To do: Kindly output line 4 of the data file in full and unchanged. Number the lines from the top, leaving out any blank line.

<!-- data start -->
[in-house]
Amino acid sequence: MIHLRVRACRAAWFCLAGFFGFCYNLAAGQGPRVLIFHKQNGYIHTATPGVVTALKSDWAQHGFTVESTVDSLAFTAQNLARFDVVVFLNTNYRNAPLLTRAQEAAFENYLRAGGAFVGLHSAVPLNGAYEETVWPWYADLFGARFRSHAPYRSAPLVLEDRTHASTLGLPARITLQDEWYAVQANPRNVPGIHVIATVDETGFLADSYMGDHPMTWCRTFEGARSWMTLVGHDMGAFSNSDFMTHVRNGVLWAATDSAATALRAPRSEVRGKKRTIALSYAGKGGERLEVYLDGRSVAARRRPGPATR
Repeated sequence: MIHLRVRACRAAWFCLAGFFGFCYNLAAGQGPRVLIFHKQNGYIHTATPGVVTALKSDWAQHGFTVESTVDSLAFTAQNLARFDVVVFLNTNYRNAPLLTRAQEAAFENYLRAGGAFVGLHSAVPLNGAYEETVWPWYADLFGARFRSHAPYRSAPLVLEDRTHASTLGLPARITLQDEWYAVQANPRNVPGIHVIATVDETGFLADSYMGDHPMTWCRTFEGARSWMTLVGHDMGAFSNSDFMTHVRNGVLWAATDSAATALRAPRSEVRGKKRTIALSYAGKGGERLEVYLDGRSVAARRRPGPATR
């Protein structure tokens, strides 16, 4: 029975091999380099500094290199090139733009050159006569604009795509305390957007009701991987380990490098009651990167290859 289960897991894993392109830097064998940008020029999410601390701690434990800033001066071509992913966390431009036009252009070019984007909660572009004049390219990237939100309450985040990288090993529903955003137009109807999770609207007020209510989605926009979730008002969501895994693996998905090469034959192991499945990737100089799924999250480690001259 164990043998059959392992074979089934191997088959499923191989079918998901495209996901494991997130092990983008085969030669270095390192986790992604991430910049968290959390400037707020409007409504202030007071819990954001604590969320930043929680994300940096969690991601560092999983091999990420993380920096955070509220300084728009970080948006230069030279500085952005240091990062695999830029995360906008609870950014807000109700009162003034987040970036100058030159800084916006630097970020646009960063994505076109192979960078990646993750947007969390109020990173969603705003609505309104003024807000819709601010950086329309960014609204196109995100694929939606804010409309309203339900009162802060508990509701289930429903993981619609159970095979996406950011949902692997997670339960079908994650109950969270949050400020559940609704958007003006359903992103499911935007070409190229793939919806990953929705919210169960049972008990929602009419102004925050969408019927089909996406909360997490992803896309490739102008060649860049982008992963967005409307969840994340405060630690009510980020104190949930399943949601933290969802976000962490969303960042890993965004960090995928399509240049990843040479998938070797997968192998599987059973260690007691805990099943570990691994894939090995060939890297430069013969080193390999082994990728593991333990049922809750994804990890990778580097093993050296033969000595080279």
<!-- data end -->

């Protein structure tokens, strides 16, 4: 029975091999380099500094290199090139733009050159006569604009795509305390957007009701991987380990490098009651990167290859 289960897991894993392109830097064998940008020029999410601390701690434990800033001066071509992913966390431009036009252009070019984007909660572009004049390219990237939100309450985040990288090993529903955003137009109807999770609207007020209510989605926009979730008002969501895994693996998905090469034959192991499945990737100089799924999250480690001259 164990043998059959392992074979089934191997088959499923191989079918998901495209996901494991997130092990983008085969030669270095390192986790992604991430910049968290959390400037707020409007409504202030007071819990954001604590969320930043929680994300940096969690991601560092999983091999990420993380920096955070509220300084728009970080948006230069030279500085952005240091990062695999830029995360906008609870950014807000109700009162003034987040970036100058030159800084916006630097970020646009960063994505076109192979960078990646993750947007969390109020990173969603705003609505309104003024807000819709601010950086329309960014609204196109995100694929939606804010409309309203339900009162802060508990509701289930429903993981619609159970095979996406950011949902692997997670339960079908994650109950969270949050400020559940609704958007003006359903992103499911935007070409190229793939919806990953929705919210169960049972008990929602009419102004925050969408019927089909996406909360997490992803896309490739102008060649860049982008992963967005409307969840994340405060630690009510980020104190949930399943949601933290969802976000962490969303960042890993965004960090995928399509240049990843040479998938070797997968192998599987059973260690007691805990099943570990691994894939090995060939890297430069013969080193390999082994990728593991333990049922809750994804990890990778580097093993050296033969000595080279």